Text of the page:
Date of Award


Degree Name

Biological Sciences


Joan C. Edwards School of Medicine

Type of Degree


Document Type


First Advisor

W. Elaine Hardman

Second Advisor

Richard Niles

Third Advisor

Michael Moore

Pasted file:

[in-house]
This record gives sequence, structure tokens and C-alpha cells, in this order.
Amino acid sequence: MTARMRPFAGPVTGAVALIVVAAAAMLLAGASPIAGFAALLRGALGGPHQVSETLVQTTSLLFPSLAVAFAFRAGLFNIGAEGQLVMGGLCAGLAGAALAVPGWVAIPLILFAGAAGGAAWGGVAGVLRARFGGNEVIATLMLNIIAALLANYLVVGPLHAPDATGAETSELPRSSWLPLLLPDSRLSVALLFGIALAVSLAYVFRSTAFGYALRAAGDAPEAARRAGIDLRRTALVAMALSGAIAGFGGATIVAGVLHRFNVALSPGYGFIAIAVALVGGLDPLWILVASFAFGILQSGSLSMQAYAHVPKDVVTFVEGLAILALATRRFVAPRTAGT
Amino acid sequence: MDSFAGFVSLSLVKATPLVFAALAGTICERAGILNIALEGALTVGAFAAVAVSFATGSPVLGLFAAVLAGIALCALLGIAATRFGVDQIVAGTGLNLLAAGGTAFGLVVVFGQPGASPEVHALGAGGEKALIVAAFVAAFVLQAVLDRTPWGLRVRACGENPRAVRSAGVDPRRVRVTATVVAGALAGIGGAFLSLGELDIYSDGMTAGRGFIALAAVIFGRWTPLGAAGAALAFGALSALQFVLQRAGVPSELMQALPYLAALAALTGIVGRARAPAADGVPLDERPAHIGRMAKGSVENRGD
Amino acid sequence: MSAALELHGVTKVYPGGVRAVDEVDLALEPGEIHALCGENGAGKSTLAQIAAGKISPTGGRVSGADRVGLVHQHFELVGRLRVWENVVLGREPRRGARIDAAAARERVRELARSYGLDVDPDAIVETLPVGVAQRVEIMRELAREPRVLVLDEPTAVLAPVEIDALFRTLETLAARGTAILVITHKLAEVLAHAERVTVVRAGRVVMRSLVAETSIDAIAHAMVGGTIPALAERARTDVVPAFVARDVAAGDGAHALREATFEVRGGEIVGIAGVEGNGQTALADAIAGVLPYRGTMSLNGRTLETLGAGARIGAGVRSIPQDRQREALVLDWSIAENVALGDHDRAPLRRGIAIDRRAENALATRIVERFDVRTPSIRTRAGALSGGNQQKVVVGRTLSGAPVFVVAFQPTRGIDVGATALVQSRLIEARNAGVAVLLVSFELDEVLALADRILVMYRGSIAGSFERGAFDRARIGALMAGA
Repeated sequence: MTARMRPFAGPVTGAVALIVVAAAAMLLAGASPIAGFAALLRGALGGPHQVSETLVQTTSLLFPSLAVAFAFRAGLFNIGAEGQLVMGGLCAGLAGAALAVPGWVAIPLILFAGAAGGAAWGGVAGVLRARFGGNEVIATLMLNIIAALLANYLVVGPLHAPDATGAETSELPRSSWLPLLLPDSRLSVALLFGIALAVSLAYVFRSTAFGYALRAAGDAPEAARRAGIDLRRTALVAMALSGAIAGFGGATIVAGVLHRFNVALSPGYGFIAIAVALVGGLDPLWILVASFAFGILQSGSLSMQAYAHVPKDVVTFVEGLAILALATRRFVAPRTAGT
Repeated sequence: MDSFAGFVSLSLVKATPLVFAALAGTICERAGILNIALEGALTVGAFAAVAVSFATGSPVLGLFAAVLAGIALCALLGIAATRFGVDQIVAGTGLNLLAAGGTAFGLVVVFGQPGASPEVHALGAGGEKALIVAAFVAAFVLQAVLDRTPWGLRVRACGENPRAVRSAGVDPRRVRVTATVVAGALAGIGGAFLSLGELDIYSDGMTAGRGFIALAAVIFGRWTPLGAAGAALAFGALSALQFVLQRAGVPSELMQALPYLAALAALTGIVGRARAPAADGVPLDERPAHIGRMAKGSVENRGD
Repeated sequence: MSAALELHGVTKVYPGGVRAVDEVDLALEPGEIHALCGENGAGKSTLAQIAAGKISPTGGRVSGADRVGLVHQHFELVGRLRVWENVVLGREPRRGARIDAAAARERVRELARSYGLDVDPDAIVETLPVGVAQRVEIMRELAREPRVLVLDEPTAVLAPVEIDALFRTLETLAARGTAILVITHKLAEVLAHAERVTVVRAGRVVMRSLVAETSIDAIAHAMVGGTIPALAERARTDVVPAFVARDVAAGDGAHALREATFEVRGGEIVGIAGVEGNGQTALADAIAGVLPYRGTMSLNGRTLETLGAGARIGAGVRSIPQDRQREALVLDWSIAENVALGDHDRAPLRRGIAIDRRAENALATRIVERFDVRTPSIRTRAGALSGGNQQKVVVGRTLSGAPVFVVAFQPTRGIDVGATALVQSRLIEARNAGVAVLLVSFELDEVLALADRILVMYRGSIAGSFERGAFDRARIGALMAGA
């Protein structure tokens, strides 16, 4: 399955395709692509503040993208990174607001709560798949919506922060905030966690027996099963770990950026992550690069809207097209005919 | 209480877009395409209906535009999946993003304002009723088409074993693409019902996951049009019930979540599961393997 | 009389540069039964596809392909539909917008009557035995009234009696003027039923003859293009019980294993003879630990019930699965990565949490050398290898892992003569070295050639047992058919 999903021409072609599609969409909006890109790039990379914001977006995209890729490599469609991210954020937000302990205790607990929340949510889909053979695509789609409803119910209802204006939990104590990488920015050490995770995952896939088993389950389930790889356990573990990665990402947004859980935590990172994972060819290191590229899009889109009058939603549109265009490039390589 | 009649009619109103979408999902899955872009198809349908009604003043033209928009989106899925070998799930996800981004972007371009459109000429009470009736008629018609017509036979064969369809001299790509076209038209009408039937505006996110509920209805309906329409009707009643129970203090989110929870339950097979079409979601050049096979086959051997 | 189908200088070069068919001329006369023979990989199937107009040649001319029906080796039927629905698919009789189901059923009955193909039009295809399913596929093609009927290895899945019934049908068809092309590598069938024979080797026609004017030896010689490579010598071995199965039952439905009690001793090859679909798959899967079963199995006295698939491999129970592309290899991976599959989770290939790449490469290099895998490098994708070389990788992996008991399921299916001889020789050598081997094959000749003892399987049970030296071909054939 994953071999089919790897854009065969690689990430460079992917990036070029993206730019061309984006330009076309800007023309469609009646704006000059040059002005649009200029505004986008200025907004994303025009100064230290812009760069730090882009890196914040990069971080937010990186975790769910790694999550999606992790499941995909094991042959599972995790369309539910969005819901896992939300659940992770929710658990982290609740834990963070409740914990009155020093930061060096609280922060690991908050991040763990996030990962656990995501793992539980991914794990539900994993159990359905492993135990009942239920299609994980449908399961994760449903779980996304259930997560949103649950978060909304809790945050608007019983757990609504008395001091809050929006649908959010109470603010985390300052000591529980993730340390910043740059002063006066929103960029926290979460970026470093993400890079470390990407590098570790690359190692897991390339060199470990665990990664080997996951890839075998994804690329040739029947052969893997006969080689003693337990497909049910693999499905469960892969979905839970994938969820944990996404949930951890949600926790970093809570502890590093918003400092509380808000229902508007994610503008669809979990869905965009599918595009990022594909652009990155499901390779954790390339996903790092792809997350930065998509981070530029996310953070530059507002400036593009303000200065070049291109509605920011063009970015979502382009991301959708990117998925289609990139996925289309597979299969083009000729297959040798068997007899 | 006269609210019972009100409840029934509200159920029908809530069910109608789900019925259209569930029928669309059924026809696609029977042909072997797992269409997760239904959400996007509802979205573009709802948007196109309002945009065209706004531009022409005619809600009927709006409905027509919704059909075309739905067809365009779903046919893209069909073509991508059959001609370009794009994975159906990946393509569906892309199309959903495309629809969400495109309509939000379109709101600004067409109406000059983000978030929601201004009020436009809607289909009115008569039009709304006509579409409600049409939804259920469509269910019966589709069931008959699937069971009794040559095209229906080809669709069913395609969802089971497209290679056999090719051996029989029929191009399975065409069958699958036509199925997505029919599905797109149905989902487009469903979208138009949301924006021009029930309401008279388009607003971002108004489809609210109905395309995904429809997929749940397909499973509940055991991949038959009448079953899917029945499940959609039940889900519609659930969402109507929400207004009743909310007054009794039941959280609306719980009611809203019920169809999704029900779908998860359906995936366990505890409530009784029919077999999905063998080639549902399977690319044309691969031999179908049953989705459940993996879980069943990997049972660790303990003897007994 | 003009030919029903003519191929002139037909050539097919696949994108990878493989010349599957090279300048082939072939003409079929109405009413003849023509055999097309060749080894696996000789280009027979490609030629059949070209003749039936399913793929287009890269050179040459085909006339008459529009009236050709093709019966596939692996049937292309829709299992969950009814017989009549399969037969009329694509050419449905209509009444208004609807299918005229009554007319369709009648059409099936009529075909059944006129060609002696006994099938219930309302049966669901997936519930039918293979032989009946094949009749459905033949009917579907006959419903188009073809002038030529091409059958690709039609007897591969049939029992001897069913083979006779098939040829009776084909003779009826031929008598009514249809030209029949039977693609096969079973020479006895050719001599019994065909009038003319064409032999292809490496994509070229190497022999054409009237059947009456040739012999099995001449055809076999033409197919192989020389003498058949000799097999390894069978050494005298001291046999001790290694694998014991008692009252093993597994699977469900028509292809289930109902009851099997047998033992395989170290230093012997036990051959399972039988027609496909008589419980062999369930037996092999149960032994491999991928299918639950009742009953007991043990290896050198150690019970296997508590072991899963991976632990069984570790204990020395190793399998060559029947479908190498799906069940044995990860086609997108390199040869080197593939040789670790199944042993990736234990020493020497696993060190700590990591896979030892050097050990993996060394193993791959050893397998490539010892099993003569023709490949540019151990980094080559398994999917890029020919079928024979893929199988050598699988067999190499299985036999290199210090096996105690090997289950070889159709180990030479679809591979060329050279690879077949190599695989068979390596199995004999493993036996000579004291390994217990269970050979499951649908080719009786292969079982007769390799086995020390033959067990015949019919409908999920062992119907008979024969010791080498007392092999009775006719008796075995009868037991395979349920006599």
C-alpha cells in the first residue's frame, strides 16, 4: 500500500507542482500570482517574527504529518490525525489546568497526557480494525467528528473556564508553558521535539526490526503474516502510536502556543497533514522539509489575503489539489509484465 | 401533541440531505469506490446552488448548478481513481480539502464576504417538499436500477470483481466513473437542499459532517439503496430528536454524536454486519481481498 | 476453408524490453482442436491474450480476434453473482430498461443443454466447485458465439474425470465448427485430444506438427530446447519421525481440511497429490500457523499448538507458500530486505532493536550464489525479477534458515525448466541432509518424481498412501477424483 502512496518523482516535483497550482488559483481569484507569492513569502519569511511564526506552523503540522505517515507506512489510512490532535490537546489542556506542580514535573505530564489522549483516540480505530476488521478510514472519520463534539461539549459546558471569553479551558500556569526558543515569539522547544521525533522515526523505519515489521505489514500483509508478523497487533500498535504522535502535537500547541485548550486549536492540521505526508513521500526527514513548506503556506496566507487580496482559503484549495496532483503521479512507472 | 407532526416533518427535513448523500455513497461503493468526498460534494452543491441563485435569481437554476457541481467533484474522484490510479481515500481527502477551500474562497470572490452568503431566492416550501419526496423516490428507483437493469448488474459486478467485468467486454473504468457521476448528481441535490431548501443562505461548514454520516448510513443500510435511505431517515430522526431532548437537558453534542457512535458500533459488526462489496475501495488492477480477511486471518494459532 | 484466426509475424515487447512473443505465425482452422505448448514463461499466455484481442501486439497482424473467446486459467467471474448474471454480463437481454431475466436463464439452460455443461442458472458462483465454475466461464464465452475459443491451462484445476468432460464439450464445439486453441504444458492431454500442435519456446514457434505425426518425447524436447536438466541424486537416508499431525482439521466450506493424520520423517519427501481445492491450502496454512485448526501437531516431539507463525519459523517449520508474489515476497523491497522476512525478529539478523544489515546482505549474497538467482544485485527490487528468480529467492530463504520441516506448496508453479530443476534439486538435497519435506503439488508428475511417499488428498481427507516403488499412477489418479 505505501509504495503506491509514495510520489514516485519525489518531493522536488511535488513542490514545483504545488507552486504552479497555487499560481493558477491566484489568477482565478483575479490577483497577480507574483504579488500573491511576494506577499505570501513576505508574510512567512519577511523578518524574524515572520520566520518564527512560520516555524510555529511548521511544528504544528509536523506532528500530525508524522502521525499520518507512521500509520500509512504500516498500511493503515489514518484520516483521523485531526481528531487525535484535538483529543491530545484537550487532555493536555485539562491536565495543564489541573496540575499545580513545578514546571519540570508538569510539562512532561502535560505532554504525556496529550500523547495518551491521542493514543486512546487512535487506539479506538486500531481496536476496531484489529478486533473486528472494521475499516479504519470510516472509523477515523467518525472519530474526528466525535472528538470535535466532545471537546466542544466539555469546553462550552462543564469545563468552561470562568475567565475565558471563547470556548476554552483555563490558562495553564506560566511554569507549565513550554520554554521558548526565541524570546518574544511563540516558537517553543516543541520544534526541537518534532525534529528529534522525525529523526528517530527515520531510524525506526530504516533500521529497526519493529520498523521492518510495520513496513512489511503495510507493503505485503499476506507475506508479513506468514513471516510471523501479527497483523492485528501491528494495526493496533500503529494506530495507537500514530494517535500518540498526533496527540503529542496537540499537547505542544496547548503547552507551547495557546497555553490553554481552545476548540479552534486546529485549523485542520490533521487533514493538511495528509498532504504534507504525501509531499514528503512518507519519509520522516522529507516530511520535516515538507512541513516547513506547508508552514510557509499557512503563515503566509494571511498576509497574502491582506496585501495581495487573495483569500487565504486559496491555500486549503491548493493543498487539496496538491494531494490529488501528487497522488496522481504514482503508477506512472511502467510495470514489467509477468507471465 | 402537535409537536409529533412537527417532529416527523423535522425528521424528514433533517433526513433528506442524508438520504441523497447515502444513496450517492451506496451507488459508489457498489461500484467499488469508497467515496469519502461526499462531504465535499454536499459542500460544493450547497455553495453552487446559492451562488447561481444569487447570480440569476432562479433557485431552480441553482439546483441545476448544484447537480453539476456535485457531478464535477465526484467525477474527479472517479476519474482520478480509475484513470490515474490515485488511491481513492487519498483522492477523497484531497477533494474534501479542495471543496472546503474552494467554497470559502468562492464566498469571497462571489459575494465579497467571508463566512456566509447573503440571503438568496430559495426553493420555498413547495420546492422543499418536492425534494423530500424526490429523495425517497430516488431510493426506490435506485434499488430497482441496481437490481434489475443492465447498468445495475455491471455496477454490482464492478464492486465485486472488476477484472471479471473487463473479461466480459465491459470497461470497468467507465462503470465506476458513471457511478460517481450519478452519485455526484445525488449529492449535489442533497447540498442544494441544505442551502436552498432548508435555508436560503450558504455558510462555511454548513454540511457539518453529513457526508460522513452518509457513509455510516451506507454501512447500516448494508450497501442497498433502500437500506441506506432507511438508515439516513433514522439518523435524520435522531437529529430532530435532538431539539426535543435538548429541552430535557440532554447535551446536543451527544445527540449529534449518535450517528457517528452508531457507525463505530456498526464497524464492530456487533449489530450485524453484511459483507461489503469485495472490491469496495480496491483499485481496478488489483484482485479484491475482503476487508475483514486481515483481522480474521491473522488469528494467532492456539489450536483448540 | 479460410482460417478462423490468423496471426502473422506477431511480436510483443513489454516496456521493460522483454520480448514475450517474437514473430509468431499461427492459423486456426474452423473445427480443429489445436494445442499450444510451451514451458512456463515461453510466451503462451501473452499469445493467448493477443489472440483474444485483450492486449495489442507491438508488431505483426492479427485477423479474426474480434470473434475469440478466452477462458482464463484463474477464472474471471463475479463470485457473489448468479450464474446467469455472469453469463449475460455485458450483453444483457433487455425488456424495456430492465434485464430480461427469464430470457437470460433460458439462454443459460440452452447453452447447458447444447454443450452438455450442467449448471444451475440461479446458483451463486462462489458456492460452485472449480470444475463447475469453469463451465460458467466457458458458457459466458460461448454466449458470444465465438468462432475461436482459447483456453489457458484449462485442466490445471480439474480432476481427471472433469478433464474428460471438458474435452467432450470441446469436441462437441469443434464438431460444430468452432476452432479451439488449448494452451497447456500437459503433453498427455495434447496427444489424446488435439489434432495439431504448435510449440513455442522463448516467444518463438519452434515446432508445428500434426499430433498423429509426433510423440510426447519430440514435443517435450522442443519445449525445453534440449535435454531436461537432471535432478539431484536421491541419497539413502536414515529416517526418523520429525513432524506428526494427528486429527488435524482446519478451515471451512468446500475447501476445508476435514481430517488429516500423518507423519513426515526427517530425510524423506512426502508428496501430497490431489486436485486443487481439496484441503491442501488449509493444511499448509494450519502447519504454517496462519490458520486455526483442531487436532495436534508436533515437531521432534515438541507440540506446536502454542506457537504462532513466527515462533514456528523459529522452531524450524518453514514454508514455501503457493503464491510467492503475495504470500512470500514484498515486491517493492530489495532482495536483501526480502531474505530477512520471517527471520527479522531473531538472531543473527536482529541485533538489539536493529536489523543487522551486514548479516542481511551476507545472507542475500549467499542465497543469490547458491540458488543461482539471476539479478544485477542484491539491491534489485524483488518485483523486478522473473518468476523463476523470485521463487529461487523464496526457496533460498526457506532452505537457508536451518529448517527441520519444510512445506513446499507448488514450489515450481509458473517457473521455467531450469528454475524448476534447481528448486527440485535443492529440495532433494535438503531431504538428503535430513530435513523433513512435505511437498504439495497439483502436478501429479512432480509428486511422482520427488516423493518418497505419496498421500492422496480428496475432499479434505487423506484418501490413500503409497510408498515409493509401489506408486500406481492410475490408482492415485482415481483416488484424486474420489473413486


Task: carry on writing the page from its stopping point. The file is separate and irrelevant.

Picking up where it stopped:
Dietary components modulate normal cellular functions and, in cancer cells, alter processes that lead to cancer and/or its progression. The change in the patterns of human food production and consumption over time has contributed to increasing risk for diseases including cancer. Omega-3 and omega-6 fatty acids are classes of essential polyunsaturated fatty acids in the human diet and are required for normal growth and development. Omega-3 and omega-6 fats are thought to be required in the ratio of 1:1 to 1:4 on which humans are thought to have evolved. However, the Western diet has greatly shifted from this ratio. The Western diet consists of high omega-6 and low omega-3 fat ratio as high as 50:1. Consumption of a diet high in omega-3 fat is associated with reduced risk for some cancers, whereas consumption of a diet high in omega-6 fat is associated with increased risk. We hypothesized that canola oil in the maternal diet or, regular walnut consumption, or fish oil in adult diet as sources of omega-3 fat to increase omega-3 fat and reduce omega-6 fat in the diet, might reduce the risk for breast and prostate cancers in the C3(1)TAg mouse. Consumption of high omega-3 diet from canola oil by mothers suppressed mammary gland tumorigenesis in the female offspring. Walnut consumption suppressed mammary gland tumorigenesis more than high omega-3 diet from canola oil, and high omega-3 diet from fish oil suppressed prostate tumorigenesis.